A row between the Central Council of Jews and the Union for Progressive Judaism over disbursement of government funds has deepened after Chancellor Schröder refused to intervene. The union threatens to sue Berlin.
Around 100,000 Jews live in Germany today.
Wednesday's meeting between German Chancellor Gerhard Schröder and Paul Spiegel, the chairman of Germany's officially recognized Jewish body, the government-funded Central Council of Jews, failed to come up with a solution to the ongoing dispute between the two Jewish groups.
Chancellery spokesman Thomas Steg said that the government would not intervene in internal Jewish affairs, reiterating that the government was bound by ideological neutrality to stay out of such issues.
German Chancellor Gerhard Schröder
He added, however, that the government welcomed Spiegel's assurance to Schröder that he would "shortly" meet with the Union for Progressive Judaism to iron out the conflict.
Contract at the heart of dispute
At the heart of the row, which has been simmering for years between the two groups, is a historic contract signed between the German government and the largely traditional-orthodox Central Council of Jews in January 2003 that placed the Central Council on an equal footing with the country's Protestant and Catholic churches.
The contract also commits the German government to pay €3 million ($3.55 million) to the Central Council every year to "preserve and cultivate the German-Jewish cultural legacy, build a Jewish community and contribute towards the political, integration and social duties of the Central Council."
But the Union for Progressive Judaism (UPG), which claims it has 3,000 members, says the government is legally required to support all streams of Judaism and, thus, it shouldn't be excluded from the funds. Katarina Seidler, deputy president of the UPJ told the JTA news service last month that they receive only minimal sums from the Central Council for events co-sponsored with a Central Council congregation.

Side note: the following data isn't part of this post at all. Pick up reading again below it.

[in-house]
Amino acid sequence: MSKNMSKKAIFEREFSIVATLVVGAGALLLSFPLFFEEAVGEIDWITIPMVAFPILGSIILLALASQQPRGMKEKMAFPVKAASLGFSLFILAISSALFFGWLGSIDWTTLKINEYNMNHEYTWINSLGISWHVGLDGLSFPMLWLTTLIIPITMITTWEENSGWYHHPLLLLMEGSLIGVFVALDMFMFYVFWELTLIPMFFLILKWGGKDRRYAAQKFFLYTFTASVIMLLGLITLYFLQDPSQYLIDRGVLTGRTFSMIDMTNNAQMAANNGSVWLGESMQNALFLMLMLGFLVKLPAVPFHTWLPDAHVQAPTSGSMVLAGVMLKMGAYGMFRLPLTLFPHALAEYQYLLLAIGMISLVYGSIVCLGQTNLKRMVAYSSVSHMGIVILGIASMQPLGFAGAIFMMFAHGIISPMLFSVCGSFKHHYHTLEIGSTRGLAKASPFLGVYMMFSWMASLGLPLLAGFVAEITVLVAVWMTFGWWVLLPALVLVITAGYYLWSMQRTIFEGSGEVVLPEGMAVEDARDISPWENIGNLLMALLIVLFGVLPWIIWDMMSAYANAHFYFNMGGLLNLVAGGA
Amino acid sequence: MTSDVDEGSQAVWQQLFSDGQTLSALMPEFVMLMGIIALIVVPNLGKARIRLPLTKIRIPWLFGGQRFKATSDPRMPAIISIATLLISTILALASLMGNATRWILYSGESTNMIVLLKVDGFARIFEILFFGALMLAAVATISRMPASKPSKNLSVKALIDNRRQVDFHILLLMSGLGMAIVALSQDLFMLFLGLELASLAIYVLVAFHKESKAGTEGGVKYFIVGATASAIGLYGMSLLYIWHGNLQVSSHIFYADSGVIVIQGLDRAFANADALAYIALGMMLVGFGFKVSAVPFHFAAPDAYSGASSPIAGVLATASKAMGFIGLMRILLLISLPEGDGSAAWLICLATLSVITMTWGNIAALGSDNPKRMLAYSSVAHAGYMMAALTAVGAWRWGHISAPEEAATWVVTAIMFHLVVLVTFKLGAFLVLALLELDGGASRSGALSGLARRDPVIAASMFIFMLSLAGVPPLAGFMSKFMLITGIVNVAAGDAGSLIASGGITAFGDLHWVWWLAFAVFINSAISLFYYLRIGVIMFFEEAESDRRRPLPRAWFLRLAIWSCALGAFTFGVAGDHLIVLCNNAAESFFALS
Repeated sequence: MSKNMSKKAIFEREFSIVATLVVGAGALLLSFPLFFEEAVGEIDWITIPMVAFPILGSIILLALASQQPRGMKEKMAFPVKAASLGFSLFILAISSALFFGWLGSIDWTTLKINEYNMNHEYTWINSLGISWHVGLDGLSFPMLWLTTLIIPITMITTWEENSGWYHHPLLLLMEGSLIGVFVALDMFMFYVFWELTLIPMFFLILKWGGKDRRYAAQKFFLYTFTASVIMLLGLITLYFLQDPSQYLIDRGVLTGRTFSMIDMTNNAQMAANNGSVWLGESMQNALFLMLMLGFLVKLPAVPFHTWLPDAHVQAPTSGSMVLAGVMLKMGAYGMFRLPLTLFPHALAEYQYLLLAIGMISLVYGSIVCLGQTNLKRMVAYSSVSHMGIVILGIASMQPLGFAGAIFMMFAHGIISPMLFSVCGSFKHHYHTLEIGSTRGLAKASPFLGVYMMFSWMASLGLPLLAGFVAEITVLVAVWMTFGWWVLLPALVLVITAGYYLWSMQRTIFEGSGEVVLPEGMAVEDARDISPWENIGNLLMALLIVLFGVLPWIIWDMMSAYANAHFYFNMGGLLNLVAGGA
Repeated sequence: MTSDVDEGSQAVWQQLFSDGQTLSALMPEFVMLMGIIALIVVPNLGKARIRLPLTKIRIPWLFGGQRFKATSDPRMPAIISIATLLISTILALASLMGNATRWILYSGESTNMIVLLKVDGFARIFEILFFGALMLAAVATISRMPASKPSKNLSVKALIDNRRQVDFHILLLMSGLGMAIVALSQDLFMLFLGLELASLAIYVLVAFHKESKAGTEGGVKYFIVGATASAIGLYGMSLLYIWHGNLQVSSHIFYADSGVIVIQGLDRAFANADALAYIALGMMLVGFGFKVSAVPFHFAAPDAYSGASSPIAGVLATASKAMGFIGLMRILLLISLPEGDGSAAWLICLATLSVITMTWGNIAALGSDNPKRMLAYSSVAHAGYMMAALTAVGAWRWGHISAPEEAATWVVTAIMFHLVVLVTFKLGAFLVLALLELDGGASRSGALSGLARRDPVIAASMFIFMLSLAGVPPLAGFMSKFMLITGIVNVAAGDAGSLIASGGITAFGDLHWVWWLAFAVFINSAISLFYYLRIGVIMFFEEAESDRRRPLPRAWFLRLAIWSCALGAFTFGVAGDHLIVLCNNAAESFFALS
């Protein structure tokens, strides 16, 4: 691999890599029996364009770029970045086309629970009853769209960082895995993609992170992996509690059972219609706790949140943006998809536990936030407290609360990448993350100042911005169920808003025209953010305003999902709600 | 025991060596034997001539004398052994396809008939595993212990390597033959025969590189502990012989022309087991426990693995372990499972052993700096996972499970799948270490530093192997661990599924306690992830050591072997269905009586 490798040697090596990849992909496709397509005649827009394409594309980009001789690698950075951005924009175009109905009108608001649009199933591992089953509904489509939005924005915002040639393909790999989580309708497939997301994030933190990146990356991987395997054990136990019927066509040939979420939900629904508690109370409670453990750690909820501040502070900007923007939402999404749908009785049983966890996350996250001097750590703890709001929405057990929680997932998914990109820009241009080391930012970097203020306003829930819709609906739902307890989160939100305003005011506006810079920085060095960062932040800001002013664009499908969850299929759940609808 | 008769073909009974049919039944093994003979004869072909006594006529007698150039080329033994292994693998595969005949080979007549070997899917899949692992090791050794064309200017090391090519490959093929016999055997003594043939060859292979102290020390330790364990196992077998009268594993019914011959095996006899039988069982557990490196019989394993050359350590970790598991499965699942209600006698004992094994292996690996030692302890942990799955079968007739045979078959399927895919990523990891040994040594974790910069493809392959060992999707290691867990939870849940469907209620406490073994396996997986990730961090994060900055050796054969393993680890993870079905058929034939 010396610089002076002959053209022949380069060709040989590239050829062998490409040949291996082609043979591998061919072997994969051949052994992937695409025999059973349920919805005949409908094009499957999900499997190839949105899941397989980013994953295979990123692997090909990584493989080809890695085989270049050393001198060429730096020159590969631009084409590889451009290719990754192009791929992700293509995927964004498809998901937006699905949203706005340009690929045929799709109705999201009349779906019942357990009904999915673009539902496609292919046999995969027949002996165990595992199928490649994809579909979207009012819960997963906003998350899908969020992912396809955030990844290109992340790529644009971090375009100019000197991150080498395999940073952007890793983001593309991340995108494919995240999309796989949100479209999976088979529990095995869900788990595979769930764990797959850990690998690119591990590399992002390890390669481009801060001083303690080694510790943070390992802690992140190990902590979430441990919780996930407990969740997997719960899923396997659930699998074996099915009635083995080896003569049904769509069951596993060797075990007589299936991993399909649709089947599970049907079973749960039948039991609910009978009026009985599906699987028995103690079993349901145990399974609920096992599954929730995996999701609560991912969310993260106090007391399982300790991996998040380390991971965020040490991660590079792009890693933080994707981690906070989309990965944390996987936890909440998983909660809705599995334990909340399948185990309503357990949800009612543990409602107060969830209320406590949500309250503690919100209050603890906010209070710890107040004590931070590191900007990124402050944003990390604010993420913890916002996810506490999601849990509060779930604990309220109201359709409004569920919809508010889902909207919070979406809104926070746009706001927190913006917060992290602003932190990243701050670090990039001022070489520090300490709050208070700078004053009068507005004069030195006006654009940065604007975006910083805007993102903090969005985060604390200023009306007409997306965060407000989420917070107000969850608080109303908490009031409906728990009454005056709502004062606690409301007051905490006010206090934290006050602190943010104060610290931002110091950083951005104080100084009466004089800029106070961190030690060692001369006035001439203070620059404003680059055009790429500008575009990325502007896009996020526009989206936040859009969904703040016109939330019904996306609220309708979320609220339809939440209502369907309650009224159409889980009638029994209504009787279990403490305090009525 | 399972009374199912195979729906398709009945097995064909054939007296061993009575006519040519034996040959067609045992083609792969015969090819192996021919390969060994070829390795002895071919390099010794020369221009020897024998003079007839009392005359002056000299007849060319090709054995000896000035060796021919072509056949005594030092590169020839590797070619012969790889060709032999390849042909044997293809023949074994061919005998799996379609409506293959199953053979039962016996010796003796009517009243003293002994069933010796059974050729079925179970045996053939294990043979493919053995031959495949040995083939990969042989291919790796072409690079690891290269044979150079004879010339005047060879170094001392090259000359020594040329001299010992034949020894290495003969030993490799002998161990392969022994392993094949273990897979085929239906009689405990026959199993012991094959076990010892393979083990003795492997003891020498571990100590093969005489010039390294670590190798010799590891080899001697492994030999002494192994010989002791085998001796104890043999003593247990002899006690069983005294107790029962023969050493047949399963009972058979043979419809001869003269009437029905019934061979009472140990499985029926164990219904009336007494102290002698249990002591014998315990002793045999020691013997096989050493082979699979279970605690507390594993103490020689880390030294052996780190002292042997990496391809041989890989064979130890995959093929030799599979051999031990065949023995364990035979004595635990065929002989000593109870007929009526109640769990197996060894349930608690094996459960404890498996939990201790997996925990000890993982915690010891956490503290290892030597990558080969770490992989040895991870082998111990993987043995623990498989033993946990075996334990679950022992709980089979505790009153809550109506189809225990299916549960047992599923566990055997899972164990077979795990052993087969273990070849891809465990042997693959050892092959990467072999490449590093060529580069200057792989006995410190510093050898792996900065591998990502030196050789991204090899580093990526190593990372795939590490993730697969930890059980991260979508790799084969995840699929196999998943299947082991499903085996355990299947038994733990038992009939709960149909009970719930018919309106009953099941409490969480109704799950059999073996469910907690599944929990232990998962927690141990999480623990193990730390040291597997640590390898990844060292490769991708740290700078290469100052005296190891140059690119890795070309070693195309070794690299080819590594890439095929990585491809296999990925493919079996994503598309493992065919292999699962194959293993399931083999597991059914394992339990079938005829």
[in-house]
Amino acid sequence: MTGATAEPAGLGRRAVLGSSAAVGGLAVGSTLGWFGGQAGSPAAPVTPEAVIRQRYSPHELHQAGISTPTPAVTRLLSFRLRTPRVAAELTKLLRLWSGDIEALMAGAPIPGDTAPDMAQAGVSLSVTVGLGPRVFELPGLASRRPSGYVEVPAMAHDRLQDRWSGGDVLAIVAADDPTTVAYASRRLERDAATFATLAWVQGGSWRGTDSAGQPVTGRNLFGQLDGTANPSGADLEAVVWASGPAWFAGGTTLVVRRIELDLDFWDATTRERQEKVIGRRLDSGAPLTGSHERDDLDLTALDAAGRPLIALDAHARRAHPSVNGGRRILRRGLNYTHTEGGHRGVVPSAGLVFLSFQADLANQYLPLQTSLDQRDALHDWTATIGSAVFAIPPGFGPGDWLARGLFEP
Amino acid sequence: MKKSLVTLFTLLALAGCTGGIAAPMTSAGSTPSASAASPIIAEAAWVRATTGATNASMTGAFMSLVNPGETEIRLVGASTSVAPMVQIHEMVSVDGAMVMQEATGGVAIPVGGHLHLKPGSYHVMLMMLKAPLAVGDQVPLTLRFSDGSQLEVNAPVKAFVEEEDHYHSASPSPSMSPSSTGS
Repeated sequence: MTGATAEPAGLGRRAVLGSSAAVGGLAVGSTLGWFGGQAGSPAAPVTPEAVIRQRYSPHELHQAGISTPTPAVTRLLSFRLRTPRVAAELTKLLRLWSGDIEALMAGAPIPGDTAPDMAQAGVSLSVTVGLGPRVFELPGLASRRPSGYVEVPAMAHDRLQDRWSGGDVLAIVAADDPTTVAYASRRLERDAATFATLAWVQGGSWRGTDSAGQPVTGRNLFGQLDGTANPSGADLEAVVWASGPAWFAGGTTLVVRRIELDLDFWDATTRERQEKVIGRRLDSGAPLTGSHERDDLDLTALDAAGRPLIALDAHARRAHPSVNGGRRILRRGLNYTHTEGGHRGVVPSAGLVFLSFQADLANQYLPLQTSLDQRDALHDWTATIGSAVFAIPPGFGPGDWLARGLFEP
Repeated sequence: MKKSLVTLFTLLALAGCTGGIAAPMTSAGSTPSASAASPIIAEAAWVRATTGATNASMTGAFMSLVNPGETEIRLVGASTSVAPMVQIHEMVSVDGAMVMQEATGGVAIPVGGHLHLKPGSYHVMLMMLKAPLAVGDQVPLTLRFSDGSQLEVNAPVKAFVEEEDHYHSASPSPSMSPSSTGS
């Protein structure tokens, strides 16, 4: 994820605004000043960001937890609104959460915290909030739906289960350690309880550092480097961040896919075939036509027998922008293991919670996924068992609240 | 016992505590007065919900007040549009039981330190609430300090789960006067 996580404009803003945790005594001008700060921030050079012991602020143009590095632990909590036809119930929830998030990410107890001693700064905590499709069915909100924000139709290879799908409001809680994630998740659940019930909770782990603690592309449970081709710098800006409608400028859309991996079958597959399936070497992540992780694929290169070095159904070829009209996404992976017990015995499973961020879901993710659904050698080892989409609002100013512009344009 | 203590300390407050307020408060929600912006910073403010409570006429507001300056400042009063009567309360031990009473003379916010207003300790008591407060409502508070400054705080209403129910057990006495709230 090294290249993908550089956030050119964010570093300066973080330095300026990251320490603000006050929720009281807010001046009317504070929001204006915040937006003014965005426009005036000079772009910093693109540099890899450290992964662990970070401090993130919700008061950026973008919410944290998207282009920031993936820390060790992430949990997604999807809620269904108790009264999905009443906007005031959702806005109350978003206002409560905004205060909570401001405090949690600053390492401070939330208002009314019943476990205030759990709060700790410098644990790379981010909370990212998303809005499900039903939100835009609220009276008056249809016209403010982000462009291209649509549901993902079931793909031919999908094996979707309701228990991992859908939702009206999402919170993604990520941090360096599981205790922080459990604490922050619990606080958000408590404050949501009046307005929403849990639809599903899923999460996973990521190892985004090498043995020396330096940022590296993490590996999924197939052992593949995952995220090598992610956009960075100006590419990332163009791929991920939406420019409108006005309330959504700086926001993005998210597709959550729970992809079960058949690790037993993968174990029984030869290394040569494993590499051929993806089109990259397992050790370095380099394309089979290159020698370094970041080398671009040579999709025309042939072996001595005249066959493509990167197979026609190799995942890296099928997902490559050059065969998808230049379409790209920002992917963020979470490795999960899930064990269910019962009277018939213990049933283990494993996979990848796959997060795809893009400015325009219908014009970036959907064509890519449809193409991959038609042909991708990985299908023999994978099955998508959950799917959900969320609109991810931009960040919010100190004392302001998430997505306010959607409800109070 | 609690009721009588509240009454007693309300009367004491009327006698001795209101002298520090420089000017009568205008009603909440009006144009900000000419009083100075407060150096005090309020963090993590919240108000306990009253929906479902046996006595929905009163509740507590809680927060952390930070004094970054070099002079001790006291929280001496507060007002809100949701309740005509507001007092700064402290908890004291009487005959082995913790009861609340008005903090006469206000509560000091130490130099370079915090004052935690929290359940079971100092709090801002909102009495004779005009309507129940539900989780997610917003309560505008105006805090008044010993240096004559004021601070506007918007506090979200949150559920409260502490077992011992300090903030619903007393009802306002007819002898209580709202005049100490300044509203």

The UPJ also says the Central Council, which represents the majority of Jews in Germany, refuses to recognize the reform Jewish communities.
UPJ threatens to sue
On Wednesday, UPJ Chairman Jan Mühlstein criticized Schröder's stance and said the dispute was in no way an internal Jewish affair, but rather involved the implementation of the 2003 contract.
"We consider it the duty of the German government to include the Union for Progressive Judaism in the government funds," Mühlstein told AP. He said he was ready to meet with the Central Council for talks but stressed that the UPJ would resort to legal means if necessary.
"If there's no solution, we'll turn to the government again," Mühlstein said. "It's bound by duty. As a last resort, we'll sue it in court."
Central Council questions UPJ's significance
For its part, the Central Council, which represents 84 communities in Germany, says its doors are open to diversity, but has raised questions over the UPJ's role in German Judaism.
"It becomes a strange argument when, in the face of 2,000 members in the reform communities and more than 100,000 organized Jews in the Central Council, one speaks of a growing importance of the progressive Jews," Spiegel (photo) told the Berlin daily Tagesspiegel shortly before his meeting with Schröder.
Paul Spiegel, head of the Central Council of Jews
He also added that the contract signed with the government involved funds to be "used exclusively for the statutory duties of the Central Council on a national level. A promotion of local individual Jewish communities or state associations, irrespective of their religious stream, is fundamentally excluded from these funds," he added.
Germany's progressive Jews, whose numbers were greatly strengthened by migrants from eastern Europe after 1989, founded the UPJ in 1990. Today the organization represents 14 communities.
The progressive Jews, who view the famous Rabbi Leo Baeck as one of the most important representatives of progressive Judaism, consider themselves an alternative to the Central Council. The progressive Jews stress the further development of their faith in the present, which includes the continued writing of their prayer books as well as their prayers not only in Hebrew but also in their respective national language. A further important point for them is women's participation in religious ceremonies.